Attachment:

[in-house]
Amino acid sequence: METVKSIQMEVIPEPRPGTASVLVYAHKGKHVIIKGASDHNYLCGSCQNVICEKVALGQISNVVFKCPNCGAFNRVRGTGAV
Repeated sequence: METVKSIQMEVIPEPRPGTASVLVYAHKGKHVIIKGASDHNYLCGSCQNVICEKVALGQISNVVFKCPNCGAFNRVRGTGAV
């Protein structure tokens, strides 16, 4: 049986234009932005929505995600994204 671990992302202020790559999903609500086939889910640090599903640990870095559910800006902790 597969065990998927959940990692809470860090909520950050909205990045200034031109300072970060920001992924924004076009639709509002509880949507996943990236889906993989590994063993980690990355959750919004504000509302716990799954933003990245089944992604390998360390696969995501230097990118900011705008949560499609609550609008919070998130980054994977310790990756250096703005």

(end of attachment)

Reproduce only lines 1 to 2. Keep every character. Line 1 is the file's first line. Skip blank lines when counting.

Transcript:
[in-house]
Amino acid sequence: METVKSIQMEVIPEPRPGTASVLVYAHKGKHVIIKGASDHNYLCGSCQNVICEKVALGQISNVVFKCPNCGAFNRVRGTGAV